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Eye On Boise

Mon., July 7, 2014, 8:55 a.m.

Suction dredging protest contrasts with Boise River agreement in Idaho’s ‘EPA divide’

Idaho Statesman reporter Rocky Barker has a report today on why the Fourth of July holiday protest at which hobby miners ran their suction dredges illegally in the Salmon River east of Riggins to decry EPA regulations didn’t turn into anything like the Cliven Bundy standoff in Nevada. Part of the reason: Idaho County Commissioner Jim Chmelik and other officials worked to make sure there was no confrontation, and the event drew no uniformed federal agents, armed militia members or national news media.

But Barker reports that event was in great contrast to another in Boise at which longtime EPA critic Rep. Mike Simpson praised the federal agency for “looking outside their rulebook” in developing the Dixie Drain Phosphorous Offset Project, a program to clean phosphorus pollution from the Boise River while also saving money for Boise residents and farmers. You can read his full report here, which is headed, “Idaho’s EPA Divide.”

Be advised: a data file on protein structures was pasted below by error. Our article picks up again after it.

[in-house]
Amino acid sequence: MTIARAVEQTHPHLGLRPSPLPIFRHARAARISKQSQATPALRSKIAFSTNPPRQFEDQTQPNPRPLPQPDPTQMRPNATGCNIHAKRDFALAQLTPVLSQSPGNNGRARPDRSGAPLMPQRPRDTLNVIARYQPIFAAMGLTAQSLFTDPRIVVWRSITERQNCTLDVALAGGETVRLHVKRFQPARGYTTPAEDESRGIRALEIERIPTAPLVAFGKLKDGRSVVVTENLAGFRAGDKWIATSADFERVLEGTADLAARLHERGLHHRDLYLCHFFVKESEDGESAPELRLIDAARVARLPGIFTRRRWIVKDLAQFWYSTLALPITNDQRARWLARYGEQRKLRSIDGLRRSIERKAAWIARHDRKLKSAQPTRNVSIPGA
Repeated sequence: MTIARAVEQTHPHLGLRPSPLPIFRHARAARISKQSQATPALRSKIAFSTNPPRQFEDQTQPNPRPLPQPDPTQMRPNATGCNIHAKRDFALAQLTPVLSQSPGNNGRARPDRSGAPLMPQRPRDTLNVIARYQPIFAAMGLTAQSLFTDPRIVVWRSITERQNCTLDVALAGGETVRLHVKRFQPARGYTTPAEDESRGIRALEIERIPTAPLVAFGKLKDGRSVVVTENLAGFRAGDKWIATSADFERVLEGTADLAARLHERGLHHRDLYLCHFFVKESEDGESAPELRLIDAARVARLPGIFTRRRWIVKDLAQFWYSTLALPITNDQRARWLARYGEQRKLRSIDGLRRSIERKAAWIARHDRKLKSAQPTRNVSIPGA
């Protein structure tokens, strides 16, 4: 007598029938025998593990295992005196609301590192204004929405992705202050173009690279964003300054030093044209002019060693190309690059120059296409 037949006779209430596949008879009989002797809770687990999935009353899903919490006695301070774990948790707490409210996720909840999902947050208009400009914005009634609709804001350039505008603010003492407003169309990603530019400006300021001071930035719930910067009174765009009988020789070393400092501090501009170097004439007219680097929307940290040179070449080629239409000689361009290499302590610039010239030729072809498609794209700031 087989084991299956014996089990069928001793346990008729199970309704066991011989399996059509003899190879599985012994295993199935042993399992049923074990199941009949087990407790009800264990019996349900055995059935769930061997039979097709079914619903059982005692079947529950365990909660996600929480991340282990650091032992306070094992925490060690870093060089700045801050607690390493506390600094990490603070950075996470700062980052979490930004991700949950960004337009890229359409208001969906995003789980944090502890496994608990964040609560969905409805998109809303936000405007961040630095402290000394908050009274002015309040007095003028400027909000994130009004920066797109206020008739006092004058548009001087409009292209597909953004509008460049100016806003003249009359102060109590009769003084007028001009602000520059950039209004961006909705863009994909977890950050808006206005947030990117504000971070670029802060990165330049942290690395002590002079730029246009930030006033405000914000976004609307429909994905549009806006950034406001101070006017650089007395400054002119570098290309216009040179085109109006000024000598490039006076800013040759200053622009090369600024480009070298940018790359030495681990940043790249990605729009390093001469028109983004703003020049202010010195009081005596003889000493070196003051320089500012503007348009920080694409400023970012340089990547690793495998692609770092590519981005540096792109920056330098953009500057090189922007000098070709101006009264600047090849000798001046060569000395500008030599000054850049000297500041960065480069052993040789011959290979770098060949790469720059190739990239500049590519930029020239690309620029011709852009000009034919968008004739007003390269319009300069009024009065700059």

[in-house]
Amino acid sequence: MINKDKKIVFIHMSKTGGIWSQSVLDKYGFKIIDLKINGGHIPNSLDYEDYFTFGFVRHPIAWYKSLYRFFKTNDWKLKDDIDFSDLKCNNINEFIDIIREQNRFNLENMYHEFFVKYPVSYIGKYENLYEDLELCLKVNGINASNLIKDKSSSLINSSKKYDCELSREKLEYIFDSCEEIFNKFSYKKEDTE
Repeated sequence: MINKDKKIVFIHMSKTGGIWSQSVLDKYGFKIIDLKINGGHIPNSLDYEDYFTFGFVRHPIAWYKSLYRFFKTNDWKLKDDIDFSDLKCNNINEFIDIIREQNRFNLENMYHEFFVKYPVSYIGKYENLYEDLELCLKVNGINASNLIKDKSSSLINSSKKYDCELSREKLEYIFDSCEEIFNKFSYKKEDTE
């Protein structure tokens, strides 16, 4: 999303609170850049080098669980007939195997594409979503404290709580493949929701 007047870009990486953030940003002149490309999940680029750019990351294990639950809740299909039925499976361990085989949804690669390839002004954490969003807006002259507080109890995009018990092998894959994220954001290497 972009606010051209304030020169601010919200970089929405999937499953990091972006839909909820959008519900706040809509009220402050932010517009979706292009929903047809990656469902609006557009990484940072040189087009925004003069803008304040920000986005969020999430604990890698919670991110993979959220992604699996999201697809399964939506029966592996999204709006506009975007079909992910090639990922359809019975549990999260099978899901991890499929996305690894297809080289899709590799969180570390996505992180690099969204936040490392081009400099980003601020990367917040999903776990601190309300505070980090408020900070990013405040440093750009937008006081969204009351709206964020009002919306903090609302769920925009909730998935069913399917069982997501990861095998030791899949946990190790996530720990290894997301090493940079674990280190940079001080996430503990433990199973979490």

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Betsy Z. Russell
Betsy Z. Russell joined The Spokesman-Review in 1991. She currently is a reporter in the Boise Bureau covering Idaho state government and politics, and other news from Idaho's state capital.

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